When an investor holds real estate within a Self-Directed IRA, the temptation is to think of it like any other transaction. That means that you may want to step in and collect rent yourself. But when you have the tax advantages of an IRA working in your favor, there are certain rules that separate you from your property. That’s where it’s important to know the specific rules that determine who can collect rent within a Self-Directed Real Estate IRA. If you are thinking about doing it yourself, here is what you will need to know.
What is a Self-Directed Real Estate IRA?
First, let’s get this out of the way: there is no special account type known as a Self-Directed Real Estate IRA. This simply refers to using a Self-Directed IRA to hold real estate. One key benefit of self-directing your own account is that you get to decide what kinds of investments go into it, as long as you follow the rules. For many investors, that means using real estate investments within a retirement account. This not only lets them diversify their retirement portfolio, but also gives them the tax advantages that come with holding assets within a retirement account.
For example, it might be possible for you to hold real estate within a Self-Directed Roth IRA, Traditional IRA, or other types of retirement accounts. But this assumes that you go about things the right way. To do so, you will want to work with a Self-Directed IRA administration firm that can help you with the paperwork and administration of the account and keep you using the rules properly.
The Role of a Property Manager in a Self-Directed IRA
When you invest in real estate under the umbrella of a Self-Directed IRA, there are some rules that kick in. This is no longer a personal investment, but a retirement investment. The distinction might seem small at first, but it matters a lot to the IRS.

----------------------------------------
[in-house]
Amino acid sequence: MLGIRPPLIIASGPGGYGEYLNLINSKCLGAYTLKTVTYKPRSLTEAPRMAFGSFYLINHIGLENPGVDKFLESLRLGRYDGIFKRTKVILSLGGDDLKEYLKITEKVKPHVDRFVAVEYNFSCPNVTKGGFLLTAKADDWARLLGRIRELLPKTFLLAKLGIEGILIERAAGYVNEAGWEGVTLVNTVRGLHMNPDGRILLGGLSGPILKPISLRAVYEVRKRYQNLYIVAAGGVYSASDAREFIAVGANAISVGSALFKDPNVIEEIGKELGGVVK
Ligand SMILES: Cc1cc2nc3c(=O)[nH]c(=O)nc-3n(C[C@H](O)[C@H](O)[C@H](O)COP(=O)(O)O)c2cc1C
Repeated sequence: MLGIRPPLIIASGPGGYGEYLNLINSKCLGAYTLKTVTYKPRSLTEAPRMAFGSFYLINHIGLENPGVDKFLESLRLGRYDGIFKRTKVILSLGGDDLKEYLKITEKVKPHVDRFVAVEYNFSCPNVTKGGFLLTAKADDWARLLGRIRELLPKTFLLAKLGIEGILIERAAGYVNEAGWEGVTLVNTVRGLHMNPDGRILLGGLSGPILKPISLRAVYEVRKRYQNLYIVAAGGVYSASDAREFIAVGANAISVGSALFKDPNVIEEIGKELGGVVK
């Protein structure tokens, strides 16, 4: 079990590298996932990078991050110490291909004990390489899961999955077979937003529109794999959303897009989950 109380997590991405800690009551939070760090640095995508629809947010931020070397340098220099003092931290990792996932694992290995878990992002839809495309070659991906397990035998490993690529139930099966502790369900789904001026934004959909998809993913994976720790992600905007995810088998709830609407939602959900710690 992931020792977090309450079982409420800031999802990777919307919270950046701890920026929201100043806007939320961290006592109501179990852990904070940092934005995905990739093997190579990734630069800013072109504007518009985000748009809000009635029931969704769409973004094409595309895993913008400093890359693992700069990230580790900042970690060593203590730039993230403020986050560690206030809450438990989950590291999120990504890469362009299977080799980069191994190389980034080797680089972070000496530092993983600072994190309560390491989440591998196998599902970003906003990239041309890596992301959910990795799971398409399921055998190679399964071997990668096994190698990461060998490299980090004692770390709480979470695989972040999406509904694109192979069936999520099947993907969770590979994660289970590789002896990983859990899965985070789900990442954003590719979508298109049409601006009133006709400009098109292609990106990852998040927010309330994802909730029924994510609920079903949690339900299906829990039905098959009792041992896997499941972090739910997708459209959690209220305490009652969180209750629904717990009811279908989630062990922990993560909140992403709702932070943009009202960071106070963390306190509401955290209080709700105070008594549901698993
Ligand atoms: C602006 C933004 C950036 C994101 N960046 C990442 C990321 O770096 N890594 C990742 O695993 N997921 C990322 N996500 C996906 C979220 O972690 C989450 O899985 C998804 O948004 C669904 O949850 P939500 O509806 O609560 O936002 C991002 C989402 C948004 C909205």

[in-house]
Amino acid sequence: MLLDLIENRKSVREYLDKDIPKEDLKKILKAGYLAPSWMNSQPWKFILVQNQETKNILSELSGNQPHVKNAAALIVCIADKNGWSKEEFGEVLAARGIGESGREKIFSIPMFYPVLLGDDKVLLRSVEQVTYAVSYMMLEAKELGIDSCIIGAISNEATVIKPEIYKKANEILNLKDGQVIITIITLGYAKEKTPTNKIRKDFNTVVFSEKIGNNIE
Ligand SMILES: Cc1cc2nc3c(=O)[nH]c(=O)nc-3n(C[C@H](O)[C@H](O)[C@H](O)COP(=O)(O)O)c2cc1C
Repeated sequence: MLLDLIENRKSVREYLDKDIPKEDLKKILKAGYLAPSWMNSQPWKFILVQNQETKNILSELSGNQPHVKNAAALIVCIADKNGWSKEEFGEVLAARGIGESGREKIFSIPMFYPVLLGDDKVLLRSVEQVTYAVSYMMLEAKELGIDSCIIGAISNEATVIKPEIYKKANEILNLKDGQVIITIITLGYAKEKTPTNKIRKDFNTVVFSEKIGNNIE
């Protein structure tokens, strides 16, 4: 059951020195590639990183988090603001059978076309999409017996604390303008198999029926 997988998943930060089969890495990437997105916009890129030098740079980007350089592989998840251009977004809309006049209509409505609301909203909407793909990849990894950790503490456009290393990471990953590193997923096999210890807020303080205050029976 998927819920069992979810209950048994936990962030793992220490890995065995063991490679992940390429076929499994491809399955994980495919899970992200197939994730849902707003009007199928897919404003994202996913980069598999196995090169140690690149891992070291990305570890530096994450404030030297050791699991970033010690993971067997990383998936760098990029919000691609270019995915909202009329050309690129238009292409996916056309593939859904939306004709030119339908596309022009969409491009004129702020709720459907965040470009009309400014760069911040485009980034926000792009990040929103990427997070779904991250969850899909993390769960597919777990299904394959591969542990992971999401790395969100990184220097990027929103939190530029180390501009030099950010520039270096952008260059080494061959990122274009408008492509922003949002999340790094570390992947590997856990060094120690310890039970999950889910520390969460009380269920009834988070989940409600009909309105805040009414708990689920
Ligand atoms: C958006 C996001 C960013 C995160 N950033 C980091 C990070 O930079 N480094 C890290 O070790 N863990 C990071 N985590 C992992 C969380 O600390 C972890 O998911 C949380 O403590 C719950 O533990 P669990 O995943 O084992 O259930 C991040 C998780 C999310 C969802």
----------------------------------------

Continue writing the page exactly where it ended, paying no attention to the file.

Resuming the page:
Why? Because you are getting tax benefits by holding an asset like real estate within a retirement account. If you receive immediate personal benefits from your assets, it means that you are not saving for retirement—you are utilizing those investments right now, which means that they are not retirement investments at all.
When handling a Self-Directed IRA, you need to keep the retirement assets separate from your personal assets. You might then wonder how you can ever collect rental income within a Self-Directed IRA under these conditions. It’s simple: you will hire a property manager who handles rent collection for you, and that rent then goes to the IRA itself.
Why Consider a Self-Directed Real Estate IRA?
Hiring a property manager is a common practice in real estate investing. It’s what property owners do when they want to keep a hands-off approach to their investments. But it’s essential in retirement investing, because you do have to keep a hands-off approach in this case. The separation between personal benefits and retirement investments is at the core of what makes it possible to enjoy tax benefits. In retirement investing, the IRS wants to make sure that you are setting these investments aside so they can grow tax-free for a specific mission: to provide you with income once you have reached retirement age.
When you use real estate—or any other asset—in a way that gives you immediate personal benefit, that negates the purpose of these retirement accounts. For that reason, you will need to work with an accountable Self-Directed IRA administration firm to make sure that you are doing things the right way.